For the German Empire, Africa was not to be a priority. Any war would be fought and won in Europe and regardless of what happened in Africa, the map could be redrawn afterwards accordingly, and the Germans did hope to make extensive gains in Africa. They would leave North Africa to their Turkish allies while Germany would dominate most of the rest, linking their 1914 colonies together to create a massive “German Central Africa” sprawling across the continent. This was to be done after Germany won the war in Europe at the negotiating table. As such, the German colonies in Africa were not heavily defended at all. Togoland possessed only a military-police force and Kamerun had only a small garrison. German Southwest Africa had earlier seen a native rebellion and was the one colony where native Africans were not trusted to bear arms so that the garrison was entirely German, very professional but quite small. The most important colony, German East Africa, had a colonial military force made up mostly of Africans under German command and was the most substantial but still far from being considered a significant force. The German colonies were all separated from each other by vast distances and surrounded by enemy territory. Once war began no help was to be expected to reach Africa from Germany due to the dominance of the British Royal Navy and both sides expected the German colonies to be picked off one by one with relative ease.
|Togoland police troops|
In Togoland, despite being vastly outmatched, the small German police force put up a spirited resistance. They carried out what was basically a slow, fighting-retreat until finally surrendering to the Allies on August 26, 1914. Togoland was subsequently divided up between Britain and France. The only non-territorial goal that could be pointed to in these opening campaigns were the wireless stations in Togoland and Kamerun. In Kamerun there was a small German colonial army expanded to about 6,000 men but which was totally outmatched by the tens of thousands of Allied troops surrounding them and they were soon beset by a joint Anglo-French-Belgian invasion force. After an initial victory the Allied attack stalled at German forts in Mora and Garua. At one point the Germans even went on the offensive and launched a raid into Nigeria but this was unsuccessful. Many fled into the unexplored interior and continued to be a distraction for the Allies for more than a year before the last German forces surrendered in 1916. Again, the territory was divided between the French and the British in the aftermath.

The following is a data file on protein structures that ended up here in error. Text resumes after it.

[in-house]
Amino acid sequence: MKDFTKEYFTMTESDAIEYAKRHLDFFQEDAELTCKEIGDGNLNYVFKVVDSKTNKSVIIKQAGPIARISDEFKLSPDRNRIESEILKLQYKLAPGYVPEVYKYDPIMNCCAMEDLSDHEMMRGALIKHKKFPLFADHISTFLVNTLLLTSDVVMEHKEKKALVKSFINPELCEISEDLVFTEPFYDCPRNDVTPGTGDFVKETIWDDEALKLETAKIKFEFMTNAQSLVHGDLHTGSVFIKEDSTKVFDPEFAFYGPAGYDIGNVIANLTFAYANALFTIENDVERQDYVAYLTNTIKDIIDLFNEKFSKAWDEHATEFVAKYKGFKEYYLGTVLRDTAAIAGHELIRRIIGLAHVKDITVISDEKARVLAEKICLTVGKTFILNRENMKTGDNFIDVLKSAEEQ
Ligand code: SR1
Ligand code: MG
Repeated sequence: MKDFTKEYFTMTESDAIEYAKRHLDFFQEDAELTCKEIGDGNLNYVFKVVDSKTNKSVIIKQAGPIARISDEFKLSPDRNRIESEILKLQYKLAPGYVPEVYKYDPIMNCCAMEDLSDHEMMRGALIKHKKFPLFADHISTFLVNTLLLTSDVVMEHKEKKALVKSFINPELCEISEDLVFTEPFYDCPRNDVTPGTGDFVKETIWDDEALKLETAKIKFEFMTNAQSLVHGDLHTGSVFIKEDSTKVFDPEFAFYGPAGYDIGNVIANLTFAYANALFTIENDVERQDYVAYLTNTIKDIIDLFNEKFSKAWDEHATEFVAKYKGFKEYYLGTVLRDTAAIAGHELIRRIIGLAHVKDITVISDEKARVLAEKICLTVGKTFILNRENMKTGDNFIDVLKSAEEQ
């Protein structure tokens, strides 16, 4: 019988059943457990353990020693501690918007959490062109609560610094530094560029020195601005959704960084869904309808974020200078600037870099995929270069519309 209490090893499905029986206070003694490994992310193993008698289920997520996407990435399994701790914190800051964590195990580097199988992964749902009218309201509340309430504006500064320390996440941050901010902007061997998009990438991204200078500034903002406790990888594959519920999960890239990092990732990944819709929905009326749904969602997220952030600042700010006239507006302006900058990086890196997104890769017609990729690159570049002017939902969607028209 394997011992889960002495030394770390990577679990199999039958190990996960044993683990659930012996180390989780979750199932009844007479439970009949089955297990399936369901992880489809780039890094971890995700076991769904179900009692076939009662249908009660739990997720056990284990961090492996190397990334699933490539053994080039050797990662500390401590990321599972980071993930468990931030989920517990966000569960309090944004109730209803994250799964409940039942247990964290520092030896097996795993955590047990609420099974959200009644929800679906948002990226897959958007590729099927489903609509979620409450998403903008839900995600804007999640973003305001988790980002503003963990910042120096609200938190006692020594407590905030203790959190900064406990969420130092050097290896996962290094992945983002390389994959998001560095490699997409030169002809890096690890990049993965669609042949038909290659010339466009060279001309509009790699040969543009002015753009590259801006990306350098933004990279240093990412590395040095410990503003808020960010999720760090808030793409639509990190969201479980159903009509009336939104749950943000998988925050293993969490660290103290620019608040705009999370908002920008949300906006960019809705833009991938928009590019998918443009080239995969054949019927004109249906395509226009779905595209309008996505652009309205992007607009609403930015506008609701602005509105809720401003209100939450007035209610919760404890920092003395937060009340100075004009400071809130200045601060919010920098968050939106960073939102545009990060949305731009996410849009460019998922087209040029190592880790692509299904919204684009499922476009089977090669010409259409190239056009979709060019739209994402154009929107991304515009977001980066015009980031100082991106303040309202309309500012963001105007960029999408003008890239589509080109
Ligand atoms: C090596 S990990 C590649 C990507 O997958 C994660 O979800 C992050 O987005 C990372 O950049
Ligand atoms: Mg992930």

|German Southwest cavalry patrol|
|German troops at Tanga|
|German colonial forces attack|
|German colonial company on the march|
|aiding a wounded comrade|
|Generalmajor Paul von Lettow-Vorbeck|